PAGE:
Many milestones have already been marked on the road to the independence referendum as our nation prepares to make a significant choice - almost certainly the most significant decision many of us will make in a lifetime. As we reach the 100 days to go mark, I see a marked shift in how people are viewing the crucial vote. Travelling around Scotland I have seen a growing appetite for debate and, alongside that, a continuing clamour for more information and facts.
Perhaps both countries should be independent, perhaps they shouldn't. The arguments on both sides are very convincing for Scotland and Somaliland. But what should definitely happen is that an open debate should be held that considers this from all perspectives and that everyone remains true to the strongest pillar of democracy, the pillar that protects the right of self-determination of any people...
Despite the effected disinterest of some of their English MPs, the breakup of the union could shatter the Conservatives. After all, what would be the purpose of a right-wing party that can no longer uphold the most basic and fundamental tenant of conservatism - the preservation and continuation of the nation.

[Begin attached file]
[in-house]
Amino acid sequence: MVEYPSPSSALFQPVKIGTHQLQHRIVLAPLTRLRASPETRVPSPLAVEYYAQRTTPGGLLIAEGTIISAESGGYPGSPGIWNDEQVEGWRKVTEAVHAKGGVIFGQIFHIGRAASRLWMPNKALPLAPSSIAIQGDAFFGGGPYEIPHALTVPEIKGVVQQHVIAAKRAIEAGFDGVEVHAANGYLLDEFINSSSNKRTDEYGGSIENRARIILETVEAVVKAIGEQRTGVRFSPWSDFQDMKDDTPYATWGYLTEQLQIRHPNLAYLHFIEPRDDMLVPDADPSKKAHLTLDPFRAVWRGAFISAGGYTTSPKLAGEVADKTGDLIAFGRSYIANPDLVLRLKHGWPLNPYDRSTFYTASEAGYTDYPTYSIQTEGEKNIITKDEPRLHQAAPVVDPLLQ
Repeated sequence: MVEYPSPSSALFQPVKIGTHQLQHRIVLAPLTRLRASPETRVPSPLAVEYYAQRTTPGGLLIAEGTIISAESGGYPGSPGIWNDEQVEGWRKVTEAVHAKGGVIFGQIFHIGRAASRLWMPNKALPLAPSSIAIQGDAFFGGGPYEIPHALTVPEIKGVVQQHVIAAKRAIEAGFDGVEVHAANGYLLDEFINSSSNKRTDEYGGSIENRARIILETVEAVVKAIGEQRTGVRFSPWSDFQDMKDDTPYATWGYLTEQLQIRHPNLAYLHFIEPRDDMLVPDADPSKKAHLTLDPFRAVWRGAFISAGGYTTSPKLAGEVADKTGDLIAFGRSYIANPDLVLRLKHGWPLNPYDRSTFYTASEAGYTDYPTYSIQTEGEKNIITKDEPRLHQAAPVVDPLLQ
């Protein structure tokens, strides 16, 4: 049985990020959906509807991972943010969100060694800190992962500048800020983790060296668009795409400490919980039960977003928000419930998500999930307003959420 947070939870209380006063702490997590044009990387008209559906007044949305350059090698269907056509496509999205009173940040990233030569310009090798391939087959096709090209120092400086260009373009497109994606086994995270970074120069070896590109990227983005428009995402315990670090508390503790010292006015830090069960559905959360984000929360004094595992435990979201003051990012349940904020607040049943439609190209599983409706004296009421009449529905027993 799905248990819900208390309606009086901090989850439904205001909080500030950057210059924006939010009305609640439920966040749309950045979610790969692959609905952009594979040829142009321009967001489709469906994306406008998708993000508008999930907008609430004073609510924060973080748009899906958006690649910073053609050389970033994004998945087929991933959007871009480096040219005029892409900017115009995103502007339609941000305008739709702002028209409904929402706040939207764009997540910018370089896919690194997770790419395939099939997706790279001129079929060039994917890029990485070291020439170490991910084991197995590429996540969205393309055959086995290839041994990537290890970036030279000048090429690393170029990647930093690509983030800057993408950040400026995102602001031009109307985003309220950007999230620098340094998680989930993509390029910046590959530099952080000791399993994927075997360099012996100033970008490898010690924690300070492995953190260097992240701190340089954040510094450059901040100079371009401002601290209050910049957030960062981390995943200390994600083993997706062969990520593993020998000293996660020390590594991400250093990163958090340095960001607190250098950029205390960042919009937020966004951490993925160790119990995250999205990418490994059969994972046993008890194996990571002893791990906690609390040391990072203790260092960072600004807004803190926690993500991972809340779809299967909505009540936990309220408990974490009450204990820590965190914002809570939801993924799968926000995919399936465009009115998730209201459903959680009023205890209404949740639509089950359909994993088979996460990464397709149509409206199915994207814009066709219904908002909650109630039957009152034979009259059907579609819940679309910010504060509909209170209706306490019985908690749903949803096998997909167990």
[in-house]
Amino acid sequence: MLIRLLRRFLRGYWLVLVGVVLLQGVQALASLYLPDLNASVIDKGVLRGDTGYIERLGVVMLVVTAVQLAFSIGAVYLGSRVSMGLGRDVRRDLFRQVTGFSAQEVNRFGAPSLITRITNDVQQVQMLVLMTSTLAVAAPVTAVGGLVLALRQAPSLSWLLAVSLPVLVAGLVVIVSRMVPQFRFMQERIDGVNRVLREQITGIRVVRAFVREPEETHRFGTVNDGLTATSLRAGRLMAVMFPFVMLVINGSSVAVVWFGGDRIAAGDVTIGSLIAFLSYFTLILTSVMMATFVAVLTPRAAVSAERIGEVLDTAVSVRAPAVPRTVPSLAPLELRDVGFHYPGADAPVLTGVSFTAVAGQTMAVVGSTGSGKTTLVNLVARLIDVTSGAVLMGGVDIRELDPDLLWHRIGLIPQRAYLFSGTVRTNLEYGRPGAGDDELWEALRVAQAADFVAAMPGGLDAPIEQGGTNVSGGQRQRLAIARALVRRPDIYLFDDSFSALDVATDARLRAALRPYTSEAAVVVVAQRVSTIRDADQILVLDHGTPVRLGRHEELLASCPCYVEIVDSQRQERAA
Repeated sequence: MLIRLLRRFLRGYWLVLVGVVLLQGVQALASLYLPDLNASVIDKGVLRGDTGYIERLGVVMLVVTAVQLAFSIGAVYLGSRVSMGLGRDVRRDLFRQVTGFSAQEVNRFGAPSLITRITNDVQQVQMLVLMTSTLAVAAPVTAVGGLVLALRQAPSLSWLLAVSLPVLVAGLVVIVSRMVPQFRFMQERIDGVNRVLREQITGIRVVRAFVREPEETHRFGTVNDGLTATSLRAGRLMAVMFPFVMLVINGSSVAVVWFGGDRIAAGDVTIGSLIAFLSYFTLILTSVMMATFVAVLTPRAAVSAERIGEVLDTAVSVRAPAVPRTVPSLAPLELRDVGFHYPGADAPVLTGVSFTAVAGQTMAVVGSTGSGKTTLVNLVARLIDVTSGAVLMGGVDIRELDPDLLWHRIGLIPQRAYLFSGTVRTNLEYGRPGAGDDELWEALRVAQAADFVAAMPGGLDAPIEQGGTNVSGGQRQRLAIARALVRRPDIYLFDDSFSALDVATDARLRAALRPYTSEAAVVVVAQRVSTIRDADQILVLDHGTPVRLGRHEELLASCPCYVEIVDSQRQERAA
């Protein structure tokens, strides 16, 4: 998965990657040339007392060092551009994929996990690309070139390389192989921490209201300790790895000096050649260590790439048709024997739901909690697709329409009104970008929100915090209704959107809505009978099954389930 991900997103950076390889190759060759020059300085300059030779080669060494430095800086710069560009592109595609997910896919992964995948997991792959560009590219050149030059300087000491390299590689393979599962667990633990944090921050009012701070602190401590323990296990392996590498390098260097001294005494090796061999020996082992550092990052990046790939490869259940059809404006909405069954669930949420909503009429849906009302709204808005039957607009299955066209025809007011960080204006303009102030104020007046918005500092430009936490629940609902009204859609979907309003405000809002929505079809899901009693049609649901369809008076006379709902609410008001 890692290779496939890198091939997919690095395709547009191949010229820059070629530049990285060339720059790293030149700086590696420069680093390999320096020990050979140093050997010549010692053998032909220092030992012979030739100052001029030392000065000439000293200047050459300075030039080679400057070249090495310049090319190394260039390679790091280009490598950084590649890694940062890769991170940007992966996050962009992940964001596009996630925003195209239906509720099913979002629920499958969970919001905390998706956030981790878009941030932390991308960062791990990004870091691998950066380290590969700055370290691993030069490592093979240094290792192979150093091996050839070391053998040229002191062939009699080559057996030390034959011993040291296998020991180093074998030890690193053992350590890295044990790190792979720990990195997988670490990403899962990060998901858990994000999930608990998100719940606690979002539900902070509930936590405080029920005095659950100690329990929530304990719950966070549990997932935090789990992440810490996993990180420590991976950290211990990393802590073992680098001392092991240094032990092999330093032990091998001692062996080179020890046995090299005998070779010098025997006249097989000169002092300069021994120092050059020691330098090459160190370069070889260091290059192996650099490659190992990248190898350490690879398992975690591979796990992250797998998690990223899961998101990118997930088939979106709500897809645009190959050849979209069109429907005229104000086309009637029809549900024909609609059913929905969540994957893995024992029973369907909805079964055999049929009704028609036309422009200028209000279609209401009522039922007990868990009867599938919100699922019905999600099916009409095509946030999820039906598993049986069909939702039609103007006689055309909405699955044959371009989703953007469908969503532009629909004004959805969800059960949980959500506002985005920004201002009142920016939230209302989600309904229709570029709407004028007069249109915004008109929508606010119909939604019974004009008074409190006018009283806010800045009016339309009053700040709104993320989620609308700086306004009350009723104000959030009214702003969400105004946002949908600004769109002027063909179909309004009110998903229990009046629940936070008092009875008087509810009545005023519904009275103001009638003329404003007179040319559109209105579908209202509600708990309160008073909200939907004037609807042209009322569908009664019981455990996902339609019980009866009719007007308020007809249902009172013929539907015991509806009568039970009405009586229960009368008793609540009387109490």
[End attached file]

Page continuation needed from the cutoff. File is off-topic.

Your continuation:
The Iraqi Prime Minister Nouri al-Maliki has made little effort to mend Kurdish grievances, instead we are his puppets during elections. The more aggression he shows towards Kurdish people, the more support he is likely to receive from voters. We should stop being puppets in his orchestrated show and instead work towards independence.
My hunch is that, paradoxically, the Swiss Yes to immigration quotas makes a Scottish No to independence more likely. There'll be more warnings of the price to be paid for years of political uncertainty, potential instability and investor nervousness. Pro-independence campaigners will call it bullying; the anti-independence camp will call it setting out the facts.
Everything from friendships to schools to art and love has been productized and marketized until we no longer have a ready language with which to describe or ascribe value that doesn't have a price. The philosopher Michael Sandel has written brilliantly and extensively on the subject, asking if there is anything left which we aren't willing to buy and sell. Safety? Justice? Freedom? Your children?